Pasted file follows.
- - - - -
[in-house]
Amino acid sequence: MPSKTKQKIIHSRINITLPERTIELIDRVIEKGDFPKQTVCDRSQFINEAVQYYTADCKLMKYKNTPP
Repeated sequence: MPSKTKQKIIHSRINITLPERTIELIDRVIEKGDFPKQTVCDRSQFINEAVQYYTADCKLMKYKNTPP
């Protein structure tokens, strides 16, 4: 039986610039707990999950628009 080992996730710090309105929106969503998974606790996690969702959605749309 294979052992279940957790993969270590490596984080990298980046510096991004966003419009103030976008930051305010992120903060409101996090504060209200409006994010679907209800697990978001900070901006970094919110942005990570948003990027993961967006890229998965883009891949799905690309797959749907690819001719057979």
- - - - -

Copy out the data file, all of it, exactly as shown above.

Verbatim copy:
[in-house]
Amino acid sequence: MPSKTKQKIIHSRINITLPERTIELIDRVIEKGDFPKQTVCDRSQFINEAVQYYTADCKLMKYKNTPP
Repeated sequence: MPSKTKQKIIHSRINITLPERTIELIDRVIEKGDFPKQTVCDRSQFINEAVQYYTADCKLMKYKNTPP
């Protein structure tokens, strides 16, 4: 039986610039707990999950628009 080992996730710090309105929106969503998974606790996690969702959605749309 294979052992279940957790993969270590490596984080990298980046510096991004966003419009103030976008930051305010992120903060409101996090504060209200409006994010679907209800697990978001900070901006970094919110942005990570948003990027993961967006890229998965883009891949799905690309797959749907690819001719057979």